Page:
A Bronze Age arrow head, Roman roof tiles and a 17th century chamber pot are among archaeological finds discovered at the construction site of Chester’s cultural centre.
The centre, which will include an 800-seater theatre, cinema and library, will incorporate the former Odeon in Hunter Street with a modern building constructed next door, where Commerce House used to stand.
But before any building work could commence, archaeologists from Cheshire West and Chester Council and Earthworks Archaeology, in close consultation with English Heritage, set about uncovering historical clues including details connected with Chester’s Roman military occupation 2,000 years ago.
The archaeologists were ably assisted by 50-60 enthusiastic volunteers from Chester Archaeological Society.
Culture Secretary Sajid Javid learned about the project including the archaeological excavations on a recent tour around the site.
Little is known of this part of the Roman fortress. Although the remains were in poor condition and only survived in pockets, the information from the dig will help answer questions about the function and development of the Roman buildings that once stood here. The archaeologists have been right down to the level of the foundations of the Roman fortress.
Hidden beneath the basement floor of the demolished Commerce House, the cobbles and pebbles of an important Roman road were revealed. And stone-lined roadside drains and ‘mysterious’ side alleys between the remains of Roman buildings have added to the story.
Rubbish pits offer a good source of information about the past and many, from the Roman period through to the 18th century, have been excavated at the site.
Among the finds was an arrowhead dating back to the Bronze Age. Ceramic building materials – probably roof tiles – produced at Holt, North Wales and stamped with the monogram of the 20th Legion – reading ‘LEG XXVV’ were also discovered. One apparently featured a cat’s paw from when the tile was laid out to dry.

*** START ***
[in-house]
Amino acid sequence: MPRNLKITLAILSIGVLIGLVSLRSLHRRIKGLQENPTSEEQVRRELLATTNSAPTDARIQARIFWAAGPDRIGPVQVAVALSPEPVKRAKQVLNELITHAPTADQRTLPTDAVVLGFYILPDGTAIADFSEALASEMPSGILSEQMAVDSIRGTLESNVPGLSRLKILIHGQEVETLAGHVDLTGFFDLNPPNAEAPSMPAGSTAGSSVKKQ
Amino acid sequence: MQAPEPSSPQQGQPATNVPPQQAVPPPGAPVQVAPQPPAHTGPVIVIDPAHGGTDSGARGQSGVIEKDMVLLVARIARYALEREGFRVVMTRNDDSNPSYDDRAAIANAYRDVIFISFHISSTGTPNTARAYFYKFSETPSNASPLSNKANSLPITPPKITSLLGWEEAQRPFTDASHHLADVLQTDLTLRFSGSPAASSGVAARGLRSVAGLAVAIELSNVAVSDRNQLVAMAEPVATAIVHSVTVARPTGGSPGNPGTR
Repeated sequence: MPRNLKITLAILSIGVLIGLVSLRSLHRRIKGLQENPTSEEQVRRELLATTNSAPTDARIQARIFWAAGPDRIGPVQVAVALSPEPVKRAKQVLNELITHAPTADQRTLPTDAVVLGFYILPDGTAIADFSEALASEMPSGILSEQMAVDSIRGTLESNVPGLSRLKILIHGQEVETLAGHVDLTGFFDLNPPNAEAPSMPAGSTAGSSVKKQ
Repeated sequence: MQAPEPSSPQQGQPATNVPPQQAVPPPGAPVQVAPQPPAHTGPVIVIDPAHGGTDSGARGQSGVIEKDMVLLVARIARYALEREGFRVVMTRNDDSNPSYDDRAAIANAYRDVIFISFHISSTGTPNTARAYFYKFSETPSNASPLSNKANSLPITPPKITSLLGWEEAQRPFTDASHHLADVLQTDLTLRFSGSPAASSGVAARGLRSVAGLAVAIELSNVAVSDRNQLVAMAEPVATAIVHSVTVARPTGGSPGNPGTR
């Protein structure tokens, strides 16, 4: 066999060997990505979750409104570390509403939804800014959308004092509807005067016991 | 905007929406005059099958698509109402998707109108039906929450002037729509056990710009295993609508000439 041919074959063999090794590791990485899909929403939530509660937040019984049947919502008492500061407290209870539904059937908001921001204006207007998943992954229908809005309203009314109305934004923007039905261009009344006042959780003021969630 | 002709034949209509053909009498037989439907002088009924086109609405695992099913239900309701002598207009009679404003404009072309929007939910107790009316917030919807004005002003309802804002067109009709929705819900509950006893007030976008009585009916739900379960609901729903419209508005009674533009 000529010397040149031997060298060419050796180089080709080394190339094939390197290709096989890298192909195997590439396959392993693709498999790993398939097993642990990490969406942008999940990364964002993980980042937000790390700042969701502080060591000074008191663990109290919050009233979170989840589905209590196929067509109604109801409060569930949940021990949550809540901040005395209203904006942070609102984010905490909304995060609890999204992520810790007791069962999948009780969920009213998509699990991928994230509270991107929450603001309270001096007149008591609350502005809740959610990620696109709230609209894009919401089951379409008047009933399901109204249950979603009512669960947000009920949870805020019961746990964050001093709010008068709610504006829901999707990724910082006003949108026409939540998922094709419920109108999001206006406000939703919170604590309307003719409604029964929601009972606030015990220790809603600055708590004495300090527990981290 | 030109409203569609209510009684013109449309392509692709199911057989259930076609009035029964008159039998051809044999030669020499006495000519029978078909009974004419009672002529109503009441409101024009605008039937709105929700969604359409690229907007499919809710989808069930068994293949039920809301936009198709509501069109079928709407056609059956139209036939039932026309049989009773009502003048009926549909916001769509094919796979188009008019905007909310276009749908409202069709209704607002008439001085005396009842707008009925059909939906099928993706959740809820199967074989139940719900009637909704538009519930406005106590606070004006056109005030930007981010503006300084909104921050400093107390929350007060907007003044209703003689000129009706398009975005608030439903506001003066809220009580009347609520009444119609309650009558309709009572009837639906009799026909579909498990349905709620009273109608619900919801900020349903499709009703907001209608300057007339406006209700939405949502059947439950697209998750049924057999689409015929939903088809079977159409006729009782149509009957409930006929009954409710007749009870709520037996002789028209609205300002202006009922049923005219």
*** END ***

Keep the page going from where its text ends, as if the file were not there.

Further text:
Other remains include Roman mould-decorated bowls called ‘Samianware’, imported from Gaul (modern France), a 17th century chamber pot, found in a rubbish pit with its unpleasant contents still inside. Another discovery was a 19th century clay tobacco pipe displaying the design of the fleur-de-lis, or Prince of Wales feathers, recovered from a backfilled basement.
Leigh Dodd, site director and principal archaeologist, said: “The project produced a range of finds dating from the Prehistoric to the modern. Prehistoric finds included flint and other lithic (stone) tools but the vast majority of the finds dated to the Roman period.
“Amongst the Roman finds were fragments from a diverse range of pottery vessels dating to between the late 1st and 4th centuries AD, along with fragments from ceramic roofing tiles. Some of the tiles were stamped during manufacture with the mark of the Twentieth Legion, whilst others bore the paw prints of animals as they walked across the soft clay of the tiles before the tiles were fired. Other Roman finds of particular note included a bronze buckle, probably a fitting from a piece of body armour, and coins.
“The most notable finds relating to the later archaeology of the site included two complete pots found in 17th and 18th century rubbish pits. Undoubtedly, once the finds have been cleaned and analysed, some surprises will come to light.”
The story of the dig and its artefacts will be exhibited on hoardings located in front of the site. Chester Library is also looking to exhibit the finds in its public area. For more information, visit: renewchester.co.uk